11 Easy Ways to Keep Your New Year's Resolutions
We’ve all been there. It’s so easy to get carried away by the promise of a clean slate and jump into the new year with a running start … just to burn out by February. Whether you are hoping to liven up and organize your house, get healthy, save money or find out something new, the key to success is in your own approach.
Instead of creating a long list of settlements on January 1 and leaving it at that, take it a few steps farther. From high-tech solutions like accomplishing your aims and receiving mobile reminders, to refreshingly low-tech methods like resolution charts and sticky notes, then here are a plethora of suggestions to make maintaining your settlements as simple as possible. Happy new year! Let us make this the best one yet.
1. Keep a resolutions chart. This way is old school, but because Gretchen Rubin swears by it into her popular book The Happiness Project, I’m convinced it’s worth a shot. The concept is to hold yourself accountable daily through the practice of checking boxes at a graph — low tech but effective.
2. Utilize the 10-minute rule. Resolutions have this funny way of overwhelming us before we even begin. Instead of searching for large chunks of time to dedicate to your goal, take a few minutes today and list as many resolution-related jobs because you can think of that can be accomplished within 10 minutes or less. Making a phone call, checking a website, sending an email and doing a few sets of crunches all would fit in that time frame.
3. Make it something you love. Why must we always make resolutions which we dread? Instead of (or in addition to) the usual “eat healthy” and “exercise more,” why not include something you are really aching to do but never make time for? Make it a resolution to reduce and arrange more flowers from the garden, browse one fun novel each month or throw more parties.
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4. Establish mobile reminders. Most web-based calendars, such as Google Calendar, allow you to set up recurring events with email or text reminders, making those trips to the gym a bit harder to “forget” Or, if optimum health is your goal, try My Healthy Habits, a free program for your own iPhone.
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5. Break it into measures. If your resolution is a sizable undertaking, like organizing your house from top to base, it would be wise to break it down into baby steps. Try mapping out a demanding schedule for the year in advance, covering one part of your goal each month — bedrooms in January, living room in February and so on.
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6. Produce visual reminders. Taping up notes and placing essential tools at which you won’t miss them might help, particularly when you are first trying to adopt a new custom. As an example, if you would like to start a no-shoes policy in your home, consider keeping a set of slippers close to the doorway along with a bench and boot tray at hand for leaving outdoor shoes behind.
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7. Join a group. The social setting and company time commitment make joining a set a winning approach for nearly any resolution. Can’t find a set that meets your needs? Why don’t you survey your friends and see if anybody is interested in starting one? Crafting, interior layout, hiking — the sky is your limit.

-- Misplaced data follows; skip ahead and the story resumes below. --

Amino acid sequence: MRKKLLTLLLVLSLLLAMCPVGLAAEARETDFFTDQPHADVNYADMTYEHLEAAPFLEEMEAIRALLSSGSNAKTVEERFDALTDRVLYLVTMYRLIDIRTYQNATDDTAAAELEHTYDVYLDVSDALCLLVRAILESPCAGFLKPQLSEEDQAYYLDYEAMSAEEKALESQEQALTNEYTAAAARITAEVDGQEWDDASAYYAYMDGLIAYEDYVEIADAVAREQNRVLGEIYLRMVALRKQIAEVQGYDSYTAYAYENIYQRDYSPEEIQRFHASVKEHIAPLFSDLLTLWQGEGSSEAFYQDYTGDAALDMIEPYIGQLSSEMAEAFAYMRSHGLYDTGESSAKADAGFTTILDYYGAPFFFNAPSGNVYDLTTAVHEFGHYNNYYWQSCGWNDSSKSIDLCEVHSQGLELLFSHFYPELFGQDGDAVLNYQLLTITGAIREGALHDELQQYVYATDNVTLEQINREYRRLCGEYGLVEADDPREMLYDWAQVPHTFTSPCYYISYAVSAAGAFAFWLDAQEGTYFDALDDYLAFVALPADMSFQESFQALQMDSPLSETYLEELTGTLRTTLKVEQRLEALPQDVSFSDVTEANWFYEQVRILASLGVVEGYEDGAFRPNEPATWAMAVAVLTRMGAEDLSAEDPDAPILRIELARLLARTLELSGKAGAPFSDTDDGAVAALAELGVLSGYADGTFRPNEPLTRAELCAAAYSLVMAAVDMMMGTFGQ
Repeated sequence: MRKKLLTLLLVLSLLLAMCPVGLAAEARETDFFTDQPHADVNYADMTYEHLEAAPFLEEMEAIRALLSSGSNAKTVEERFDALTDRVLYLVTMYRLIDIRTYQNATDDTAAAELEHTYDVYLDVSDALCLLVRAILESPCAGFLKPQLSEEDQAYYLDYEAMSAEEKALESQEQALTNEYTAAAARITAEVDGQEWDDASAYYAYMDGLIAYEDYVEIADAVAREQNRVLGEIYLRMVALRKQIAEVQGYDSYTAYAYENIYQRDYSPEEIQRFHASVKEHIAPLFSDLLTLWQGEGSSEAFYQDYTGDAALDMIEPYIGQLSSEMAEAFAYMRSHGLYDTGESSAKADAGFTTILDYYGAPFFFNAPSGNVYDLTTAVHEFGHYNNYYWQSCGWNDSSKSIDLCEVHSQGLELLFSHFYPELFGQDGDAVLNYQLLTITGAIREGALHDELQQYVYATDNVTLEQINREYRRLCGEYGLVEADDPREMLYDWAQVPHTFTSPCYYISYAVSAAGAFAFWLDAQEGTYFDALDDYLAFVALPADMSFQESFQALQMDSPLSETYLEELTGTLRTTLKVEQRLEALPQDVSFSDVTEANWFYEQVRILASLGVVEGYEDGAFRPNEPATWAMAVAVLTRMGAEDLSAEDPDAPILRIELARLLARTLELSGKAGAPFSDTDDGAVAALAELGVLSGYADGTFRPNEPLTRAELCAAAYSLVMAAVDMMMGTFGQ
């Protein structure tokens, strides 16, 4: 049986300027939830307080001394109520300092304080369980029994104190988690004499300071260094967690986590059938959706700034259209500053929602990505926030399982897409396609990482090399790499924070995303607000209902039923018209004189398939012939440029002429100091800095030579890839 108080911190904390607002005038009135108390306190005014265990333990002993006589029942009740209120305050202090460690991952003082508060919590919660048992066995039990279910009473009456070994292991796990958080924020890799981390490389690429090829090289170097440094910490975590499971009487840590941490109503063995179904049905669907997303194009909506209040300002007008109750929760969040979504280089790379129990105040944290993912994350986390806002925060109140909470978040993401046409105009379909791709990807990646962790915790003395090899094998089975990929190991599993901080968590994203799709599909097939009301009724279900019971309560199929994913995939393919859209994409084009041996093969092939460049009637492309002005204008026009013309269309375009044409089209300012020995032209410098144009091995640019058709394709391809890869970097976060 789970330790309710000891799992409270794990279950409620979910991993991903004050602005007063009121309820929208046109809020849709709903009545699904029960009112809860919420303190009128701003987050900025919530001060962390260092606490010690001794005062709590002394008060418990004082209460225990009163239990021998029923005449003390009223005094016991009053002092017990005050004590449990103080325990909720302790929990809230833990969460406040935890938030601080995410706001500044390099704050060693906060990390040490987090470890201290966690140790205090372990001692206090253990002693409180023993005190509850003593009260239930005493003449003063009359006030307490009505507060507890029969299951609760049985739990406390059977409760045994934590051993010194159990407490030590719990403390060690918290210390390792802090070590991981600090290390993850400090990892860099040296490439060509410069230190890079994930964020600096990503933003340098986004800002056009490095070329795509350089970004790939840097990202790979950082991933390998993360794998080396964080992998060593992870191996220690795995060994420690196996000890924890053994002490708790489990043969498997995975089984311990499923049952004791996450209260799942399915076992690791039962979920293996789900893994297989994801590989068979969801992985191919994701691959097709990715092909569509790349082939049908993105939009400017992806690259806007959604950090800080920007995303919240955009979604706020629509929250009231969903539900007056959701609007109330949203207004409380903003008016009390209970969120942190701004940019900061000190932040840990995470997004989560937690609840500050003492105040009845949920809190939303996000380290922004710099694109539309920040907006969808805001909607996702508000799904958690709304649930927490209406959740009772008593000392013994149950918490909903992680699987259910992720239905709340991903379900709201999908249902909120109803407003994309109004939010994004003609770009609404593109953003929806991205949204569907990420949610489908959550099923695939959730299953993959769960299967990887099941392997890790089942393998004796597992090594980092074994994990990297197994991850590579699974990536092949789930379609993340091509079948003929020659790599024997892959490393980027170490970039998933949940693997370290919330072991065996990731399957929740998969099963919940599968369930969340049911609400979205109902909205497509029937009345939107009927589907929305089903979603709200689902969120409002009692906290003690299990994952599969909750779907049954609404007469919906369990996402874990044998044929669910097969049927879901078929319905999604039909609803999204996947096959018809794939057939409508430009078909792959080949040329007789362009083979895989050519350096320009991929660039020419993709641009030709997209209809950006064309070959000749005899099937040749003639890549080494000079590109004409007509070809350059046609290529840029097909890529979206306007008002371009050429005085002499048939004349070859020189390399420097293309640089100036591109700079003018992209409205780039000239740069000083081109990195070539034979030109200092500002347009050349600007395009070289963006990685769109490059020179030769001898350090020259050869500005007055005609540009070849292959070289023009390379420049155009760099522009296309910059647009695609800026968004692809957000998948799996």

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8. Make it automatic. Technology can be your friend when it comes to remembering daily customs. Trying to slash power bills this season? Install a thermostat you can control through the gadget itself or through your smartphone. Want to save cash for that designer seat you’ve got your eye on? Have money mechanically deposited into an earmarked savings accounts.
Watch more phone-controlled tech gadgets
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9. Allow it to be pleasant. Working out is more appealing when you’re able to lace up cute new sneakers, and keeping up with all the weeding could be assisted along with good tools and a tasty smelling bar of gardener’s soap for cleaning up afterward. Go on and treat yourself!
10. Garner support from nearest and dearest. Having psychological support from the significant people in your life can make or break your resolve. From providing you gentle nudges and reminders (kids are surprisingly good at this), to celebrating with you once you’ve reached a goal, sharing your aims with supportive relatives and friends can only assist. However, don’t bother withdrawing support from people you know tend to be judgmental — you don’t require that negativity.
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11. Restrict yourself to one goal. Even if you have many targets you would like to undertake this season, if you can narrow down it just 1 to focus on first, your odds of succeeding will be a lot higher. Multitasking is hard on the best of days, and trying to maintain too many settlements is bound to result in a ball dropped somewhere. Instead, opt to focus on laser-like precision on one thing — and be sure to reward yourself amply once you succeed!
More: 10 Terrific Aids for Your New Year’s Resolutions
Inform us What’s worked or not worked for you in terms of keeping settlements in the past? If you are making resolutions for 2013, what are you going to try out this season?